Developed by the renowned social psychologist, Ellen Langer, the “illusion of control” is the tendency for people to overestimate how much they can control events and outcomes. The classic example is choosing to go on a long road trip rather than take a plane simply because you’re afraid to fly. That said, even if you don’t have a severe phobia when it comes to flying, you’re likely susceptible to the phenomenon to some degree. Many people already know that, statistically, flying is safer than driving. Yet, because it feels like we have control over the situation when we’re behind the wheel, we also tend to feel safer, even when we know we’re not. It sounds simple enough to understand, but, in fact, the illusion of control is one of the most important and widely cited cognitive biases in all of psychology.
At the same time, the illusion of control is far from absolute. It tends to be observed only when the outcome is more highly determined by chance, for example. In fact, in situations where we do have control over the outcome, the exact opposite effect may be observed in which we underestimate how much control we have. In other words, we like to pretend that we have more control over random outcomes than we do as a buffer against a sense of helplessness. Yet, we also like to pretend we have less control than we do when we are responsible for outcomes as a buffer against shame and egotism. Indeed, many psychologists have since argued that the illusion of control is a positive illusion that fosters mental health.
How Skill Cues Make Self-Storage More Vulnerable to the Illusion of Control
Langer also explored situations and conditions that seemed to enhance, or diminish, the illusion of control. She found that skill cues—or the exercise of a skill, choice, or knowledge about a particular situation—increased the illusion of control, even when the participant still had no direct control over the final outcome.
The classic example here is rolling dice in a game of chance. People playing craps, for example, tend to throw the dice harder when they’re trying for high numbers and softer when they’re trying for low numbers. Yet, it’s amazing how easily the illusion of control and skill cues can be applied to storage. By renting a moving vehicle, loading the storage, driving to a self-storage facility, and organizing the unit space, people feel like they have control over their storage project, when in fact any number of common hassles are out of their control.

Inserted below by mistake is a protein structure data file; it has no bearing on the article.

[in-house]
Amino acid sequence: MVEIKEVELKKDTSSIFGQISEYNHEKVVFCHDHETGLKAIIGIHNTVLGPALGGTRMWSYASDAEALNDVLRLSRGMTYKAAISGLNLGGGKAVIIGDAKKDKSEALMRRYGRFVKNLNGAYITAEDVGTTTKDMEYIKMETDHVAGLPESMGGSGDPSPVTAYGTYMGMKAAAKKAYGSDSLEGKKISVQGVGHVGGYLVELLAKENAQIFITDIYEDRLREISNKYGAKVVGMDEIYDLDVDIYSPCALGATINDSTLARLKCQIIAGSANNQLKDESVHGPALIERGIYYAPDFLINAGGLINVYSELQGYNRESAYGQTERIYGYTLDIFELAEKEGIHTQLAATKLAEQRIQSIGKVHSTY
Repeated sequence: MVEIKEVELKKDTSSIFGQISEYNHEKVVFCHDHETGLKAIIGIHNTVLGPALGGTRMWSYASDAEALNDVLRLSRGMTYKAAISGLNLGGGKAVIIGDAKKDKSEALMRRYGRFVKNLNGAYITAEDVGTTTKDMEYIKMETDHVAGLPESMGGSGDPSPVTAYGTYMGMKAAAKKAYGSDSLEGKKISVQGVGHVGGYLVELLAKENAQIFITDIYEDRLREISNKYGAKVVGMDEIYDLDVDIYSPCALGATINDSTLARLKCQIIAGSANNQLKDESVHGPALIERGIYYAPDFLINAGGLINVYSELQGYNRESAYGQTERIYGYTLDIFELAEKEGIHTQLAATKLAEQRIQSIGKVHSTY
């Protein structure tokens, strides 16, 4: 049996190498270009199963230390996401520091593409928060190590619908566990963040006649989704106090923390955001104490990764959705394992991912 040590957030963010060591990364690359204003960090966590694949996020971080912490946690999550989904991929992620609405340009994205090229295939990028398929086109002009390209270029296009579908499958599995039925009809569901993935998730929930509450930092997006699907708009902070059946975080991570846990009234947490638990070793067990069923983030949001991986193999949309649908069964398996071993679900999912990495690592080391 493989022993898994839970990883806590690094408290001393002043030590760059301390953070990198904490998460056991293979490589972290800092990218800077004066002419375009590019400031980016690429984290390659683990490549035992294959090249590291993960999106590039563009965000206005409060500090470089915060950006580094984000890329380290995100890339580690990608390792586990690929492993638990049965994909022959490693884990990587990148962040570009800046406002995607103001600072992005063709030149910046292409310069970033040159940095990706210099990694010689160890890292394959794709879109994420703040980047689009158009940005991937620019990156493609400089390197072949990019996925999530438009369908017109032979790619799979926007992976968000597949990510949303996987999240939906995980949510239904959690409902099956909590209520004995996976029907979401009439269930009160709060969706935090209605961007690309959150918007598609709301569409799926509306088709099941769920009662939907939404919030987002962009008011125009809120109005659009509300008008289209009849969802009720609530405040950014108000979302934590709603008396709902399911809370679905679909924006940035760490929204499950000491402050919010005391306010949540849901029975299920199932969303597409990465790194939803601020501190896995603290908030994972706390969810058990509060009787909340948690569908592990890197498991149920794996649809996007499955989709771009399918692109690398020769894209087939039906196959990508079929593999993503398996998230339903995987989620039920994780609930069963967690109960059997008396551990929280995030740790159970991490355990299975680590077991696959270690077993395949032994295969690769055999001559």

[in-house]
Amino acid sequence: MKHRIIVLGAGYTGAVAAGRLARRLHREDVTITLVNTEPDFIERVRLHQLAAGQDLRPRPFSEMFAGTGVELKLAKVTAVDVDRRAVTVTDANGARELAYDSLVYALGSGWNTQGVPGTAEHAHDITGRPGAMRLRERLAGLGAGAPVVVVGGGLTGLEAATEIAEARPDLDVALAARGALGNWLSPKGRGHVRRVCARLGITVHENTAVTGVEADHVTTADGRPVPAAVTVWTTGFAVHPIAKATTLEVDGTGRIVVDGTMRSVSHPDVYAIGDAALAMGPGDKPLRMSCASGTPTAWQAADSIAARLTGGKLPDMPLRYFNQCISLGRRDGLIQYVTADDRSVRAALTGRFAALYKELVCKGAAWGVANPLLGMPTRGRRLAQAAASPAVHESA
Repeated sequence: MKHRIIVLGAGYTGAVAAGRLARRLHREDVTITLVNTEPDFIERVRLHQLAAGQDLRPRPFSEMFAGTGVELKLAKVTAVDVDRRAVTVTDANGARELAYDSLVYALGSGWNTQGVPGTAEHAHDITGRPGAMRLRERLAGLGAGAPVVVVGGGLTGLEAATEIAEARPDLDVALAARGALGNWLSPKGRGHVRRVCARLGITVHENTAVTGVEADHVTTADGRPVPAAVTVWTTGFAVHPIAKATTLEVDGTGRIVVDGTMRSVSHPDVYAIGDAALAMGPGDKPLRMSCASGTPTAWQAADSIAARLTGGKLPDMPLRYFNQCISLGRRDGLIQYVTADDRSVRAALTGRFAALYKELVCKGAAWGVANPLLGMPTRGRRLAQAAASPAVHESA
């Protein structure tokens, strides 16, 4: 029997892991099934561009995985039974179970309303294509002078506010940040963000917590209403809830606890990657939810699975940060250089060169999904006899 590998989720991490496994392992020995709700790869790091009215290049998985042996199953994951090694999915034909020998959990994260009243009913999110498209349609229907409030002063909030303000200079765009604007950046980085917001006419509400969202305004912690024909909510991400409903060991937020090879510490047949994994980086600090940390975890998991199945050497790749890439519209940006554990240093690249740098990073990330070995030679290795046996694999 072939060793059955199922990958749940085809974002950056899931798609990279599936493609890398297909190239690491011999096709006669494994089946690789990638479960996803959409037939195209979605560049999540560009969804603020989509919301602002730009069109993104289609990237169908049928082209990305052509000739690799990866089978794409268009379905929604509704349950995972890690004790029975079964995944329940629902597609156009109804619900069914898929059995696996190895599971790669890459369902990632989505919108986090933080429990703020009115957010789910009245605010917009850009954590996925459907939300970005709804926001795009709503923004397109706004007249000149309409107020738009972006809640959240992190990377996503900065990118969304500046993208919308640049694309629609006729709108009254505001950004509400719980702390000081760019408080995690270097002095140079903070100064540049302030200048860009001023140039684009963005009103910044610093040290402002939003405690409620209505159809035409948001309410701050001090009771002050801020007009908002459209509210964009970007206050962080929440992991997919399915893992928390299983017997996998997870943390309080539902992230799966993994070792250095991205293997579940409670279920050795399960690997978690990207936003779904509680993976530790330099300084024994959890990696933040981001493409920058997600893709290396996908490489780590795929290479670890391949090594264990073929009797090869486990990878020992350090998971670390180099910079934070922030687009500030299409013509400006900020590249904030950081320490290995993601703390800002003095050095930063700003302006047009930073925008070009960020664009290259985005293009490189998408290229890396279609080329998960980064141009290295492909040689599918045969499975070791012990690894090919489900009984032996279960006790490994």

Smart Storage Decisions Reflect Both Sides of the Illusion
To this point, the illusion of control isn’t just a psychological theory. Storage is far from the only real-world example. Let’s go back to driving for a moment. You may assume that you know the local neighborhood so well that only a blatantly reckless other driver threatens your storage. Yet, even when everybody is following the rules of the road, deadly accidents still occur. That treacherous intersection which is poorly signed and comes with a blind corner isn’t just in your head.
Here’s the argument in a nutshell: Avoid the inflated sense of control you get when using a self-storage unit. Recognize that where you do have control is by making a better decision from the start. Closetbox offers complimentary pickup, online and itemized inventories, and on-demand returns for about the same total cost as traditional self-storage units. Don’t let the illusion of control disguise the fact that reasonably-priced, full-service storage consistently leads to better outcomes for your project.